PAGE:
That’s as far as I got on it…there are more pressing items. But sure as hell, this was a strange one and while I love my Foodsaver, the idea of this outlet being noisy leads to all kinds of other suppositions.
Might a GFI protector be in the process of failing and somehow that’s figuring into how things on this circuit are working? Is the neutral and ground touching?
Or, is the Foodsaver power supply in this particular unit really noisy (electronically) for reasons that aren’t clear to me, except there would have to be a solid-state switch to turn the sealing element on and maybe that somehow is connected to the AC line?
Hell of a fine adventure.
By the way, when you find a problem (like this one) where you can narrow down the source of noise (which went completely away when the Foodsaver was unplugged) you can use the noise source to “calibrate the null” on your AM portable radio.
This is a true story: When I was young I learned that with a cheap AM radio like this, and a $5-compass, that you could steal a boat in any harbor in the world and go anywhere you want with nothing more than an AM radio and some stations that identify themselves often.
By daylight, it’s more useful to follow jet contrails, but you get the idea there, right?
If you’re not tracking yet, go watch this video about how Ira Blue on KGO brought fishermen home through the notorious fogs off the Golden Gate:
Have fun…I sure did, and it was a dandy 15-minute break from not getting the rest of the stuff on my list done on Wednesday.
I have been chasing noise sources this way for more than half a century. Most common culprits are fluorescent light fixtures, silicon-controller rectifier based dimmers (SCRs) and Triacs plus switched mode power supplies.
In the event of a real serious EMP type event, the good news is that the AM radio band should be exceptionally clear of manmade noise like this. The only downside is you may die in the ensuing violence. But the DX’ing (distance listening)_ should be superb.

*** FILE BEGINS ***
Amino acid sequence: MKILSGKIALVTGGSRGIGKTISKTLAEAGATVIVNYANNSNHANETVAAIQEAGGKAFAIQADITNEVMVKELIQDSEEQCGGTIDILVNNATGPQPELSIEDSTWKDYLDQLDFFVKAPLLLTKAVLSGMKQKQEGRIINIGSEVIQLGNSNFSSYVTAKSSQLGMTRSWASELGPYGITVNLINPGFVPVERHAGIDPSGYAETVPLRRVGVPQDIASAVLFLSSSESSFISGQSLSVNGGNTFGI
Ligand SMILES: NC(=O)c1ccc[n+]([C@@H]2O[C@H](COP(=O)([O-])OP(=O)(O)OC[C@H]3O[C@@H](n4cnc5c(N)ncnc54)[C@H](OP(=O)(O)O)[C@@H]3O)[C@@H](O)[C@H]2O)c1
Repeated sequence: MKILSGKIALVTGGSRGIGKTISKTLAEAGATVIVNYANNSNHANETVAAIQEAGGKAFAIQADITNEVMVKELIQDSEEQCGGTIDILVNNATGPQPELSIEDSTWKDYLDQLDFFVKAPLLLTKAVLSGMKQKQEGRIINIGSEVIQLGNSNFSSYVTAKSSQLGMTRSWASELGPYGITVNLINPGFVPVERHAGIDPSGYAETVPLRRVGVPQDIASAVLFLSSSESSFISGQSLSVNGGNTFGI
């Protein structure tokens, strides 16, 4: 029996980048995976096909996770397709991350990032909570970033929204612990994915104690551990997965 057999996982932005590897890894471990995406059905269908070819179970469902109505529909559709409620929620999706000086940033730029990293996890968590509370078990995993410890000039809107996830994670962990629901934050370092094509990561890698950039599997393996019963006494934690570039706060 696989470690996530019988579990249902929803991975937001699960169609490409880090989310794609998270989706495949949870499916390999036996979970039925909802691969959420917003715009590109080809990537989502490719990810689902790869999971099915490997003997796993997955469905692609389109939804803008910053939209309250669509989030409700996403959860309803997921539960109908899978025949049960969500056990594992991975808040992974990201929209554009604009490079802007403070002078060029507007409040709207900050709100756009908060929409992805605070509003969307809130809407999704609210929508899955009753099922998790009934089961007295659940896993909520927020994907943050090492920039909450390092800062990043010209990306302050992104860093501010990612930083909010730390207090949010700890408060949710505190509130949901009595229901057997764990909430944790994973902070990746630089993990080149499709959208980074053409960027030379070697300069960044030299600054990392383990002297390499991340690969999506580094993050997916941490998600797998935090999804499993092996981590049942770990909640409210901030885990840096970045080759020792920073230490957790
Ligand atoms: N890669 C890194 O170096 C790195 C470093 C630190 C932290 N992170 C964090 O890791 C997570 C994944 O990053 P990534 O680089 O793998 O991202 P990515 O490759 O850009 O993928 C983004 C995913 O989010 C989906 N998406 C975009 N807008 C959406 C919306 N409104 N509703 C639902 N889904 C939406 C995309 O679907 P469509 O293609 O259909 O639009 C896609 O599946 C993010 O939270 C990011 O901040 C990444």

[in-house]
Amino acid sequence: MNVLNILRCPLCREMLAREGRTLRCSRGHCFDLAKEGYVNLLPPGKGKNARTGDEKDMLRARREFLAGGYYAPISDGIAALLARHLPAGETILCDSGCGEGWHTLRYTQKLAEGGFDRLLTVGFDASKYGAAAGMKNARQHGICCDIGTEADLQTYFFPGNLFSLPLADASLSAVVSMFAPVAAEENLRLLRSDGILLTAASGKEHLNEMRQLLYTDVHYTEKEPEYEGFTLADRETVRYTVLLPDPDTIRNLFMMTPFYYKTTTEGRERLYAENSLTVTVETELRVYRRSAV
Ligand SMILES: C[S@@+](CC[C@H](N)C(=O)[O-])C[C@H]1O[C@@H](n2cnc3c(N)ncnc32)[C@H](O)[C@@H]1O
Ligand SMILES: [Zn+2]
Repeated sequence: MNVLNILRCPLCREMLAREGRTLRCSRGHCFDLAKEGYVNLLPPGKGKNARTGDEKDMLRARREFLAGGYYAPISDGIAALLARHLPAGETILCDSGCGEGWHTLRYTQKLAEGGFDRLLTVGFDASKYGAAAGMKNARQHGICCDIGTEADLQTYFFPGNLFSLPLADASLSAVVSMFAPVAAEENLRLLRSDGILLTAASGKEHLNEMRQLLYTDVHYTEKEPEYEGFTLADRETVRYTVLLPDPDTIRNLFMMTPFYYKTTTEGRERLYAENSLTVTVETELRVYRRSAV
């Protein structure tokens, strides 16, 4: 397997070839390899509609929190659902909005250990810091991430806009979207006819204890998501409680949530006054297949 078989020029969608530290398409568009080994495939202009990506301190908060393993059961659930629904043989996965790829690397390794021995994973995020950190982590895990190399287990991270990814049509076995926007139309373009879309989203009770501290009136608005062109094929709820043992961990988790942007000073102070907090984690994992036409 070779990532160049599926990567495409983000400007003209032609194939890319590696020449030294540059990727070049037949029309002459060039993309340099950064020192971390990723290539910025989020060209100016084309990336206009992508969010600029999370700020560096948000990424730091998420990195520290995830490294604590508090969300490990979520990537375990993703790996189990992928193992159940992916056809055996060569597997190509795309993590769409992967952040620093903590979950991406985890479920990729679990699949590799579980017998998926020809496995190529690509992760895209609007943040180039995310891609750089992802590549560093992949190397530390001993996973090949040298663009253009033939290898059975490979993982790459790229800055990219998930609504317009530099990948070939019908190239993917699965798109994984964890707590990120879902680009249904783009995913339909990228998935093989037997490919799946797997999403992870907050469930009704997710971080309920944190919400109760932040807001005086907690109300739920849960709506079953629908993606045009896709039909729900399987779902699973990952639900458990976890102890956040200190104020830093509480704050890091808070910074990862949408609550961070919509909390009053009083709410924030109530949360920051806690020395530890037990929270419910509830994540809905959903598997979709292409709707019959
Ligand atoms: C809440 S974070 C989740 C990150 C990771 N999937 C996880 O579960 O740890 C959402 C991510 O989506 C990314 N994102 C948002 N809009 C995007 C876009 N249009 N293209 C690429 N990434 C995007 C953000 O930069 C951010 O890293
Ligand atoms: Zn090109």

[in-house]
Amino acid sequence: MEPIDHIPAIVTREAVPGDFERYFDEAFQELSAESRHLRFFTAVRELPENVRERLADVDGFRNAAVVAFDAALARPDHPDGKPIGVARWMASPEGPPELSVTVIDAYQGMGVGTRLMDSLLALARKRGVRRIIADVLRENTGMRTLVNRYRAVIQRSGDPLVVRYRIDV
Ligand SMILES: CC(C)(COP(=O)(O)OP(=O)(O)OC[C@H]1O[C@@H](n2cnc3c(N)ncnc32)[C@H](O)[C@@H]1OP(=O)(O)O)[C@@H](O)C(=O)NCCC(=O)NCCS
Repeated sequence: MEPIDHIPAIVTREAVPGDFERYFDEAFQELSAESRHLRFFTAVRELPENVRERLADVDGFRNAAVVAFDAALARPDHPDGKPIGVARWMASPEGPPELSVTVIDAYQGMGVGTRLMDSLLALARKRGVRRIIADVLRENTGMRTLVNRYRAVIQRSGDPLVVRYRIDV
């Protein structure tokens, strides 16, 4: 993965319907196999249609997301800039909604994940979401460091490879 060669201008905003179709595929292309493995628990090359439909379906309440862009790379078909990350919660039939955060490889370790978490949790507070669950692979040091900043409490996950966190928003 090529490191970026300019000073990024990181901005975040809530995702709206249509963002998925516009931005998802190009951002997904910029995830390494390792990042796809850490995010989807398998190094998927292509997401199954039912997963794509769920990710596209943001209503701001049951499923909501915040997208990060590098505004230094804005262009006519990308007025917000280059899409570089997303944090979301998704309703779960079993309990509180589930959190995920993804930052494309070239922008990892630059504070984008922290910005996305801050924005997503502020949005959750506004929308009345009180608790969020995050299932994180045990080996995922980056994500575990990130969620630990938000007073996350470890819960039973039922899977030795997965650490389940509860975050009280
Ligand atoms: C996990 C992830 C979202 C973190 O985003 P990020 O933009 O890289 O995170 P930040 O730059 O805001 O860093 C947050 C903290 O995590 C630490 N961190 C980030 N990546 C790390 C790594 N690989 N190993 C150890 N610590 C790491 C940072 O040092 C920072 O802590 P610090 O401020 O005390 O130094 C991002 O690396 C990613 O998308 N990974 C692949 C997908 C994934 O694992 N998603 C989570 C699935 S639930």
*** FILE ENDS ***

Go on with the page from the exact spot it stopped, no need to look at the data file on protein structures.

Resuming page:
4:40 AM Update: The wall outlet checks correct and properly grounded. Noisy power supply conclusion.
For now the toaster and the Foodsaver are both unplugged when not in use – and we have quiet AM radio for Mr. Ure’s scattered moments in the waking state.
My quality of sleep improved, although it’s hard to attribute it entirely to the decline in background electrical noise. Still, knowing that what makes us human is at least partially electro-chemical in nature, I figure it can’t hurt.
And it’s a good “personal science” project to carry out around your home and especially the rooms where you spend the majority of your time…
The Body Electric II: Trading Violence
There was an alert from the Solar Influences Data Analysis Center in Belgium this morning:
Severe geomagnetic storm in progress (Kp reaching 7) as a result of the fast speed solar wind stream from a coronal hole arriving to Earth, with speeds over 800 km/s. This situation is expected to continue the next 48 h.
When this happens, we occasionally (or more than that, actually) see changes in market trends and the way in which people trade stocks.
Now (and of particular interest to our Peoplenomics.com subscribers) we will see if the resonance of market behavior in 2011 shows up in a big way between now and the Friday close. The resonance with past cycles work says to expect it and now the electromagnetics of it are falling into place.
In my library, Robert Becker’s The Body Electric: Electromagnetism And The Foundation Of Life in only one shelf away from Kirkpatrick’s The Body Electric: Electromagnetism And The Foundation Of Life.
I don’t suppose you’d care to guess why that is?
Bring Two Clicks Monday
I’ve mentioned that UrbanSurvival has a terribly loyal (and smart) audience.
But at the same time, I like to keep the site formatted so that we get credit for what’s due us in the way of “passenger counts.”
As you will notice, each day when the site is updated, the single home-page approach yields somewhere between 3,000 and 5,000 words in all.
By current “best practices” on the Internet, that’s too much. The site will be faster and better-indexed by the major search engines if the change is made to have 100-word summaries of each day’s content – and 15-20 such summaries on the page.